Whoops! How did that John Deere 11 get lined up here? It was followed by a Fordson, and an old Atwood Fire Truck. This flag display followed. The Terra-Gator spends much time in the field spraying, but took time out for a little parade.
And now for something REALLY completely different. I don't know if these are yaks, or not, but they look like yaks to me. But what do I know? EMail me if you know what they are and they are not yaks. (OK, I asked for it. Evan says they are Scottish Highland Cattle, and I'm inclined to agree with him. See this link. Thanks to Kurt Grafel for a clipping about these Scottish Highland Oxen. They are Gabriel, pulling on the left side, and Eric on the right, owned by Lon Sowers, of Gem, KS. The article also had the link to Blue Ox Farms, home of Babe, the Blue Ox of Paul Bunyan fame.). They didn't seem to spook the horse and buggy, nor this trick rider. Finally, last but not least is number 12, this one with tread on the steel wheels. (I note that I cut lots of John Deere pictures, but this is likely enough for all but the most avid John Deere aficianado).
In the evening, a street dance was held. No pictures. Fireworks at midnight, but I was resting up for the next day by then.
Avidly watching the parade are (seated) Sydney Grafel, person unknown, Emily Atchley, Miriam Atchley, and Kiouri (spelling may not be right; she's from Tokyo, was an exchange student some years ago with Kyle and Cindi Grafel, and came for just a few days for the alumni banquet and Ox Roast). In the background are JoAnn Franke (in chair), Joan Grafel, Roger Franke, and Don Grafel (all standing). After the parade I caught Don Grafel at the ballpark. Waiting in line for the roast ox are Kaprice, JoAnn, Roger, and Joan, Frankes all. The hand waver trying to get attention in the background belongs to Tom Franke, official Ox Roast photographer. After the meal, Kurt Grafel and Kaprice Franke enjoyed the sunshine, while the shade was more in vogue with Cindi Grafel, Randy Atchley, and Kiouri. Having more fun are Miriam Atchley, and Rachel and Sarah Grafel, while Cindi seems to be tolerating it all. In another part of the park, Leah Atchley, and Brenda and Aaron VanHorn watch Jonathan Franke. Karen Smith and granddaughter Ashley Laurie (my grandniece) are taking it easy at Don Grafel's house. Awaiting the outhouse races, Sydney and Keith Grafel pose downtown. Later, out on the Franke farm, we see JD, Brenda, Aaron, and Candaesa VanHorn, and Bonnie and David Franke (just couldn't get them to stay still, or something). Worked a bit better with Brian and Tracy Franke.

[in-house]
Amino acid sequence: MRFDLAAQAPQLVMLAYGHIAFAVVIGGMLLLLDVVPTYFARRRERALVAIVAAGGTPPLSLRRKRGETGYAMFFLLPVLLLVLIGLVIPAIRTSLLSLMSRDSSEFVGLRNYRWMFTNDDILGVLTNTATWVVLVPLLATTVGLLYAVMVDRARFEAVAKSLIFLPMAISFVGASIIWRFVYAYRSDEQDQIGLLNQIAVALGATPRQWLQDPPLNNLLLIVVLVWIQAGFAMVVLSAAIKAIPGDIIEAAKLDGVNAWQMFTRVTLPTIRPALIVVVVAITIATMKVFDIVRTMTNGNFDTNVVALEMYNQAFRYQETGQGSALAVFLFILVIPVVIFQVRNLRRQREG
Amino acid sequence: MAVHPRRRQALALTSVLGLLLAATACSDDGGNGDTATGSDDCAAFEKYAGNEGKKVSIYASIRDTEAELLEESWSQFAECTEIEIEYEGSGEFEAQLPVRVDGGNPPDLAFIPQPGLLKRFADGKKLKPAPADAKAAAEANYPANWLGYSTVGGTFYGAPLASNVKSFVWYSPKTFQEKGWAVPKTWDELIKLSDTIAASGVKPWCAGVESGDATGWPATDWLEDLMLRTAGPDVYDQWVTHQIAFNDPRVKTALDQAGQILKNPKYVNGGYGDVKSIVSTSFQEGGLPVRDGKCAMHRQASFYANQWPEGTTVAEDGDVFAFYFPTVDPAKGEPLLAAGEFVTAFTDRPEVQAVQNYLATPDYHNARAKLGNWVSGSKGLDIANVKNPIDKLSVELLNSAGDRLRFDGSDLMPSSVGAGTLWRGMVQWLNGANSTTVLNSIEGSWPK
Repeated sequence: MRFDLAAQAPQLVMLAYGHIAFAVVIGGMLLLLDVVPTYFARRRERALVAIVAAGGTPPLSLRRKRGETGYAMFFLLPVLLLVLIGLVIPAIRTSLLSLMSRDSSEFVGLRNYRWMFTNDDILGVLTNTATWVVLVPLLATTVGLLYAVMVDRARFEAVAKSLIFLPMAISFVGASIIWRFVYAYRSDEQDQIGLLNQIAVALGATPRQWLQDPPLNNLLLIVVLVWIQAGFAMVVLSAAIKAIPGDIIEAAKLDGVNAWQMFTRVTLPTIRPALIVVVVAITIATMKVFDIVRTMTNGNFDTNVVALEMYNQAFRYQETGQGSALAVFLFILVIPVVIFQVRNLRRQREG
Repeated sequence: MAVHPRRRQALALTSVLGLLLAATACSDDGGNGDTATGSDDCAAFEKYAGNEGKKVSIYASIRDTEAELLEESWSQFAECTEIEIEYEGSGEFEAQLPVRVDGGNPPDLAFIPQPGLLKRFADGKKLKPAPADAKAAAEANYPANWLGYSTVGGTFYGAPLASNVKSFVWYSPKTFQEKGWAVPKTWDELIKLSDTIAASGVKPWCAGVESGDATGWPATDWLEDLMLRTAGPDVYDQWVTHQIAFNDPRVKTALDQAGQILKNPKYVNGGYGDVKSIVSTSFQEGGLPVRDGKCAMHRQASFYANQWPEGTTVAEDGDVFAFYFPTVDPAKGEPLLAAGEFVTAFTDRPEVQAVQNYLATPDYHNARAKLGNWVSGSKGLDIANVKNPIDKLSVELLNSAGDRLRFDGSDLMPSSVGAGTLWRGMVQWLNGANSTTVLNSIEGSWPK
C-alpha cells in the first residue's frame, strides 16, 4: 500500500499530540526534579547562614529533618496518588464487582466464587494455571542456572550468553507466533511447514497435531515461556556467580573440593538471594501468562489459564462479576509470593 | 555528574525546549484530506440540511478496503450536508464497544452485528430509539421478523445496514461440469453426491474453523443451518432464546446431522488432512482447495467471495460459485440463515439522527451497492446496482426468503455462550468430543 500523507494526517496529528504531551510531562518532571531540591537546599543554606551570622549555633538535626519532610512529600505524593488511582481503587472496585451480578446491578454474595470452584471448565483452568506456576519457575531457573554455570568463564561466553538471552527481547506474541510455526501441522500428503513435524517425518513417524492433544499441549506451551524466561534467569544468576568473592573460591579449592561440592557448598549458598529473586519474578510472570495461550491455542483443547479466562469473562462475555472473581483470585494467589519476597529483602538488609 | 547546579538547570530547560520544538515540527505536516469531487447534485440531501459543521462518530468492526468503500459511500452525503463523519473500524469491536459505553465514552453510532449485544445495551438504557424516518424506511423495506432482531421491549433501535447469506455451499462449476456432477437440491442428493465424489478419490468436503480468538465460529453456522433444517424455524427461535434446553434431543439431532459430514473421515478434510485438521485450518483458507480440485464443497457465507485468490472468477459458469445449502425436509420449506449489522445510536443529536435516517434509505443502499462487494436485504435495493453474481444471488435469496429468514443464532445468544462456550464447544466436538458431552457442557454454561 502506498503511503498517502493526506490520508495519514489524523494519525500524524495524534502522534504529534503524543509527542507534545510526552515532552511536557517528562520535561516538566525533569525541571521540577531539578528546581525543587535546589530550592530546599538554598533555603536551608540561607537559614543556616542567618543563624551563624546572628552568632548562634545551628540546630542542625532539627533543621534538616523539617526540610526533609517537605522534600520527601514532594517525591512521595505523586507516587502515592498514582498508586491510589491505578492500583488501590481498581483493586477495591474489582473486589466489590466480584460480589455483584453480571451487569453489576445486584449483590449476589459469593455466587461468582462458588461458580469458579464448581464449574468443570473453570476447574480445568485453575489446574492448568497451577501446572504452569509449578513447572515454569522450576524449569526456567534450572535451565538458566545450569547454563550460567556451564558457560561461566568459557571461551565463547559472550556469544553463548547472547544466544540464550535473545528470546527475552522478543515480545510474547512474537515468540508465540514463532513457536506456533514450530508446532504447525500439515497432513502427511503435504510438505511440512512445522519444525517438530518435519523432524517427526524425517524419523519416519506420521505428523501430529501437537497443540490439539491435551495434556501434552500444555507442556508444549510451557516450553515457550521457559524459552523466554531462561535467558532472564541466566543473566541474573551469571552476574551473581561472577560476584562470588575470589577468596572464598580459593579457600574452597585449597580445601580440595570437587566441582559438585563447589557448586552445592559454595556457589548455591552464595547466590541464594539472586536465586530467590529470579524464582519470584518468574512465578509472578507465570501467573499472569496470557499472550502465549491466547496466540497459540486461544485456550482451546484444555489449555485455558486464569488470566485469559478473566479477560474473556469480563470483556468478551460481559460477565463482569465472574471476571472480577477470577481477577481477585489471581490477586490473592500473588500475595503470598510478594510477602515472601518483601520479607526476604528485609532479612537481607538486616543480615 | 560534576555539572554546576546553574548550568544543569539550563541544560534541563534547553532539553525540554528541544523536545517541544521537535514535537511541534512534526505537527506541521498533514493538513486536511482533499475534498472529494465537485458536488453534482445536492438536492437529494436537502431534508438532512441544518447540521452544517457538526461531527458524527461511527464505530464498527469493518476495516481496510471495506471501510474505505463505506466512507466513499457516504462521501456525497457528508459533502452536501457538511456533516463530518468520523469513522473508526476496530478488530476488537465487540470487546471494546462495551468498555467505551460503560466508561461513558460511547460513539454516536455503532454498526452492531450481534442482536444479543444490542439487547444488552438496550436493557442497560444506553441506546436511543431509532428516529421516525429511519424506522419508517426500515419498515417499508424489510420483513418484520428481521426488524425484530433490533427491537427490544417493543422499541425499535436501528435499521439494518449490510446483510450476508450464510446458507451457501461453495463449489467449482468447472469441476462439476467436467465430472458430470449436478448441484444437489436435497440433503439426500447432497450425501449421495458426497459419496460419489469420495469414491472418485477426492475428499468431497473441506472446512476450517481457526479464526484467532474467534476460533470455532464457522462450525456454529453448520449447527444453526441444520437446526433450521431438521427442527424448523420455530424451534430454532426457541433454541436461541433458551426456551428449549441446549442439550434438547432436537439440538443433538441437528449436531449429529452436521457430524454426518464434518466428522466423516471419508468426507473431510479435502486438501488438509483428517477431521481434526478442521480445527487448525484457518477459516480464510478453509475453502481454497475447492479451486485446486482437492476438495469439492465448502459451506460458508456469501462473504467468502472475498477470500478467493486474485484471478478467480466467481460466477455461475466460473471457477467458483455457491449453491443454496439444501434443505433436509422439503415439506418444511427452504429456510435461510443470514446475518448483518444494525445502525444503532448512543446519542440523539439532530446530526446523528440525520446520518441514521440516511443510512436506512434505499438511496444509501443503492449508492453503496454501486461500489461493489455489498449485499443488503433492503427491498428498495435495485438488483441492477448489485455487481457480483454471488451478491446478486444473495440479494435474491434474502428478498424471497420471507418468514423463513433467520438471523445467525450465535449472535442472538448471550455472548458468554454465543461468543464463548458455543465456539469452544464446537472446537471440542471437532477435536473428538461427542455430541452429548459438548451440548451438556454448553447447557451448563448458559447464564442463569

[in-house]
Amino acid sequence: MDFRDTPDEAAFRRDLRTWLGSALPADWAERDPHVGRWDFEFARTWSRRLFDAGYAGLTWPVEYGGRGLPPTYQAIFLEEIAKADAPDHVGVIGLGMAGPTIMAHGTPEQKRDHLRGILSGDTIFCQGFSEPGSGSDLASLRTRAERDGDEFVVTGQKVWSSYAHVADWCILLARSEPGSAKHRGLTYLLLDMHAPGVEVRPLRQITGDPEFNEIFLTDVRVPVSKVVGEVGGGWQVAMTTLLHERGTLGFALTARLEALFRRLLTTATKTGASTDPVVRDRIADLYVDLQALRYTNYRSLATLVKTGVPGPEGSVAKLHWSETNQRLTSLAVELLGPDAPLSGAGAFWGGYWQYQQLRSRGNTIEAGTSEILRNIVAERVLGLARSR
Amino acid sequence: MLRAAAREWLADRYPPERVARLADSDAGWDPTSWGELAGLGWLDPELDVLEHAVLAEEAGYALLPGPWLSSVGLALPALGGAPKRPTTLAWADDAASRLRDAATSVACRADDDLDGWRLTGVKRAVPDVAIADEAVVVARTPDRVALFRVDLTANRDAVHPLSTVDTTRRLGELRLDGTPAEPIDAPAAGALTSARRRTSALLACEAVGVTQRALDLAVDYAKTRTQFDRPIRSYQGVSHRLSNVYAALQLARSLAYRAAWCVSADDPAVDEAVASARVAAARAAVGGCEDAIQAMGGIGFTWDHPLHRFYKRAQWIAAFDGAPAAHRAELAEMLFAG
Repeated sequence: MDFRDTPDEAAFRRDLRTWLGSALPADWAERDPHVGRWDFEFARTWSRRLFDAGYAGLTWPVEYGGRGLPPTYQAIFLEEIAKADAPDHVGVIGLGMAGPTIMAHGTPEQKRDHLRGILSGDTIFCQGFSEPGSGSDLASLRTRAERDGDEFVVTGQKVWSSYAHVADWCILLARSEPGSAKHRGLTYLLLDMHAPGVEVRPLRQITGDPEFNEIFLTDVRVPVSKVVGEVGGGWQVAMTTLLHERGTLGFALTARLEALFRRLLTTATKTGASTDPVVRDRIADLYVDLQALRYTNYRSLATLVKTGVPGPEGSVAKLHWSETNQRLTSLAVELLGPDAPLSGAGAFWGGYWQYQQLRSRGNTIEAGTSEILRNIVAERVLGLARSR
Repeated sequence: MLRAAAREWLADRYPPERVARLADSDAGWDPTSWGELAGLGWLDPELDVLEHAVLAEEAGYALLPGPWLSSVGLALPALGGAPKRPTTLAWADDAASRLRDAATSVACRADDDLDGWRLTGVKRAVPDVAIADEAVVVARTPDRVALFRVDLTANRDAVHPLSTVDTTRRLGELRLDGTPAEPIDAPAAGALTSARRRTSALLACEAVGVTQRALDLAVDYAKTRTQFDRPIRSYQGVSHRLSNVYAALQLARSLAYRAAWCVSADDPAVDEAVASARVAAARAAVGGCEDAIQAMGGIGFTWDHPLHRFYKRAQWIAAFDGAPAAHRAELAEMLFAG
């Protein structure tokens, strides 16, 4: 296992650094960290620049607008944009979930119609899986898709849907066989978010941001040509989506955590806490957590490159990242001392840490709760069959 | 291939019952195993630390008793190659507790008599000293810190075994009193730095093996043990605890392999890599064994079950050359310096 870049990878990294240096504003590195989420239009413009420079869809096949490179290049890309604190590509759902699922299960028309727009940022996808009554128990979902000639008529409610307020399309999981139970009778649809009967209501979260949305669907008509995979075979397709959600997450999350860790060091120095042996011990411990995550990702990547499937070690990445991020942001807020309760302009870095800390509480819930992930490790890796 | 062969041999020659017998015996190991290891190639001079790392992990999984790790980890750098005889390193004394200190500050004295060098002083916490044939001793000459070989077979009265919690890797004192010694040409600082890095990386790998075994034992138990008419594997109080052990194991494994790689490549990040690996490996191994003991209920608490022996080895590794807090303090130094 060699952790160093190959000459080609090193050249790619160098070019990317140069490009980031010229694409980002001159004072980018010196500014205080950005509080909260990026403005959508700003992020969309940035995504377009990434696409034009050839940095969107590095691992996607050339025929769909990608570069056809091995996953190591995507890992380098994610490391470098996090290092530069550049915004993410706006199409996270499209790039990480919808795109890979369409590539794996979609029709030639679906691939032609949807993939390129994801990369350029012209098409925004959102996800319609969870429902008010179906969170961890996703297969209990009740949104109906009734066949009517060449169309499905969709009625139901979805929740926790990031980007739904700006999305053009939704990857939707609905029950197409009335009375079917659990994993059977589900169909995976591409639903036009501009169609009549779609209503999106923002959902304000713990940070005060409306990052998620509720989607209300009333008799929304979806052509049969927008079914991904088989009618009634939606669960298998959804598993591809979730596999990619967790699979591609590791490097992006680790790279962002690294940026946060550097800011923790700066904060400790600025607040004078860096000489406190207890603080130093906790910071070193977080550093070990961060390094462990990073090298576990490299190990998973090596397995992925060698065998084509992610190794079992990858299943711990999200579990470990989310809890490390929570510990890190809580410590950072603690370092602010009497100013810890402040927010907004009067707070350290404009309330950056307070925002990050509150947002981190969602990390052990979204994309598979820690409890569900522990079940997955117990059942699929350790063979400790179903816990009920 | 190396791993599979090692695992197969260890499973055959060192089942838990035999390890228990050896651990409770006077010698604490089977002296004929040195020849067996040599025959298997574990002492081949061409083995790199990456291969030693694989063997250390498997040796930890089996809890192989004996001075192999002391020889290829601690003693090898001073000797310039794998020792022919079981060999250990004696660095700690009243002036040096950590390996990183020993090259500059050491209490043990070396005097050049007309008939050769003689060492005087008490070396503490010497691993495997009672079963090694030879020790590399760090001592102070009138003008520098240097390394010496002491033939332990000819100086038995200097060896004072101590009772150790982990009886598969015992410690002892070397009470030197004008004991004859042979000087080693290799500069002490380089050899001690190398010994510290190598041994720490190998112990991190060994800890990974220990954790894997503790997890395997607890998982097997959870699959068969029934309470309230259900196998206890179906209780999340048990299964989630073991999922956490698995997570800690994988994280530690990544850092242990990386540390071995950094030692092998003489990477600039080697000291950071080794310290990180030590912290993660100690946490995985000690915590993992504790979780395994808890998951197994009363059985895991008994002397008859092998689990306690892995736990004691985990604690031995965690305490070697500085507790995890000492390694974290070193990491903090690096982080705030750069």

The next day after church there was a potluck dinner, where I took many pictures. First, a wide view with (L2R) Kristin and Kourtney Grafel, Marilyn Kastens, Teryn, Kayla, Kurt, Saeger, Keith, and Roma Grafel, and Bonnie Franke. Kayla and Kourtney are real track and field stars. On the day of the Ox Roast they were at the Kansas State AAU meet, where Kayla took first in the long jump and the high jump, and fifth in the triple jump and the hundred meter hurdles. Kourtney took second in the shot put, and thirteenth in the long jump. Subsequently, on June 25-26, at the Missouri Vally meet, Kayla took second in the long jump and the high jump, fourth in the hurdles, and fifth in the triple jump. Kourtney took first in the shot put (yeh, can you believe that "little" girl did that!). Anyone in the top four at the Missouri Valley meet qualified for the Regional meet in Joplin, MO this weekend (July 2-3), and anyone that finishes in the top four there goes to the AAU Junior Olympics in Des Moines, IA. Go get 'em, K-girls!